• Saturday, July 13, 2024
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Lithium Mining: CSOs demand inclusion of host communities rights in the advocacy for a ‘Just Transition’

Lithium Mining: CSOs demand inclusion of host communities rights in the advocacy for a ‘Just Transition’

Civil Society Organisations, CSOs have decried the exclusion of host communities in the negotiations following the federal government commissioning of a Lithium Mining Plant in Nasarawa State

The CSOs on the platform of Community Development Advocacy Foundation, CODAF, Global Alliance for Incinerator Alternative GAIA and the Renevlyn Development Initiative, RDI made the advocacy during a Webinar today, themed:’Voices From Mining Communities’.

BUSINESSDAY recalls that President Tinubu on May 10, 2024 commissioned a lithium processing factory in Nasarawa State built by a Chinese firm, Avatar New Energy Materials Company Limited.

The CSOs however decrying the attendant risks attributable to the activities of ungoverned mining, raised concerns on the exposure of the host community to the social, economic and human impact of the process in their communities.

In his opening remarks, Executive Director/ Co-Founder of CODAF, Benin Richard said if the process of mining does not respect nature, protect human rights and the environment, then it is not a ‘just transition’ but another form of energy colonialism.

Richard posited that “The environmental consequences and implications as it concerns the indigenous people, host communities is one that must be addressed to avert a reoccurrence of the Niger-Delta oil pollution”.

In his presentation titled ‘The True Essence of a Just Transition’, Ubrei-Joe Mariere, a member of the Global Advisory Hub of GAIA said “The transition from fossil fuels to renewable energy sources is crucial to addressing the climate crisis, but must be done in a responsible and just manner that upholds human rights, protects the environment, and avoids replicating the extractive and exploitative practices of the fossil fuel industry”.

He noted that “While mining for minerals like lithium, cobalt, and copper needed for renewable technologies often occurs in occurs on Indigenous lands and in biodiversity hotspots, it is essential to uphold the rights of Indigenous Peoples and local communities, including their right to free, prior, and informed consent (FPIC) as per the UN Declaration on the Rights of Indigenous Peoples, adding that mining projects must not proceed without the full consent and participation of affected communities.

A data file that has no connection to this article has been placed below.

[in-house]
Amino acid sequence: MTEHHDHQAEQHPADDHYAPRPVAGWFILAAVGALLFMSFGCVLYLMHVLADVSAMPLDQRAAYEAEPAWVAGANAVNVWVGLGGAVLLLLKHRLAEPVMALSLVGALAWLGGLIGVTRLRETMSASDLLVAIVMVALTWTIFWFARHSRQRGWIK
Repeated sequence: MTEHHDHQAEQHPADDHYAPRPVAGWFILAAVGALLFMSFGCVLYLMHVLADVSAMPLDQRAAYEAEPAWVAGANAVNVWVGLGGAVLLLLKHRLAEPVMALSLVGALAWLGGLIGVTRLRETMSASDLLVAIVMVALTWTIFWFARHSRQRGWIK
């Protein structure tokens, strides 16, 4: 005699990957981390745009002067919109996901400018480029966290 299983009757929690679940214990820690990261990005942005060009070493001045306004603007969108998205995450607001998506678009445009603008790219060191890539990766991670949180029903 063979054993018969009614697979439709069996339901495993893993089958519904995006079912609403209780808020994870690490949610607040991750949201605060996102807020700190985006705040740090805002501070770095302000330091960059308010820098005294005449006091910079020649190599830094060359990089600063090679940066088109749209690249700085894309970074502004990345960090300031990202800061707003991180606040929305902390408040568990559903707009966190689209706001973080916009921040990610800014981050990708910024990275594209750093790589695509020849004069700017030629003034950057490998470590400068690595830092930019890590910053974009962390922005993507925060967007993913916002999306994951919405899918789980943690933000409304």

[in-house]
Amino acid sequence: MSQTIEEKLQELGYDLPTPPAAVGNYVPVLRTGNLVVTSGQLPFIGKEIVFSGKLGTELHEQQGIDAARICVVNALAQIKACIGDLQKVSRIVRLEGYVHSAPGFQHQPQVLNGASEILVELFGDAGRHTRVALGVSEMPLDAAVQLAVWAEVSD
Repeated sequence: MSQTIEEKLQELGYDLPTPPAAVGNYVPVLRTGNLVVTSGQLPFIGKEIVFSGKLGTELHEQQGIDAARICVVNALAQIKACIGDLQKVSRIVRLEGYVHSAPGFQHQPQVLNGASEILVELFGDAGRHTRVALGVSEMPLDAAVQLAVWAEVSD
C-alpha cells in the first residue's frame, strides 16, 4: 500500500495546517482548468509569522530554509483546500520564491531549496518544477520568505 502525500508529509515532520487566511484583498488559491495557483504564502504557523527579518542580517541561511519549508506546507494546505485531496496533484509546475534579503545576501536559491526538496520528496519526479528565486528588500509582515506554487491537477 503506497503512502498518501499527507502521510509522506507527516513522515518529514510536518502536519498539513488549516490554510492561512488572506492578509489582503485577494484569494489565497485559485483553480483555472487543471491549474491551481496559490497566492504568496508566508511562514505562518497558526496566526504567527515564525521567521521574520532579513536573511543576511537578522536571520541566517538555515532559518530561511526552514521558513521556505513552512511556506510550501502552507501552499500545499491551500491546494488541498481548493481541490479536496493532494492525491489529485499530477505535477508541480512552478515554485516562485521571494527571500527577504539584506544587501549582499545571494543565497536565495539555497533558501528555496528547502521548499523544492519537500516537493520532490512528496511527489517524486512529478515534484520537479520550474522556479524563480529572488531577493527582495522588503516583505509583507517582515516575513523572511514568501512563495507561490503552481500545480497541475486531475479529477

He recommended that “To reduce the overall demand for primary metals, circular economy solutions like reuse, recycling, and designing products for disassembly and recyclability must be prioritized, and existing mining operations must adhere to stringent and legally binding regulations that protect communities and the environment”

He added that companies must undertake mandatory human rights due diligence on their supply chains, equitable access to clean energy, robust environmental impact assessment, protection restoration and remediation adding that violations must be met with strict accountability measures”

Ubrei-Joe added that by prioritizing these principles, the transition to renewable energy can be achieved without replicating the injustices and environmental destruction of the fossil fuel era.

In his remarks titled ‘Why Nigeria is Heading On The path of doom’, Philip Jakpor, the executive director of RDI stated that the social, economic and environmental implications of Lithium Mining on the host communities will be too costly.

He noted that following an investigation conducted by the RDI team, the consequences of lithium Mining in the community have exposed the community to increased crime rate, exposure to child labour/prostitution, and water pollution among several other societal ills.

He recalled that just two weeks after the federal government had constituted the mining marshals, 4 Chinese illegal miners were arrested who had come into the community disguised as agriculturalists.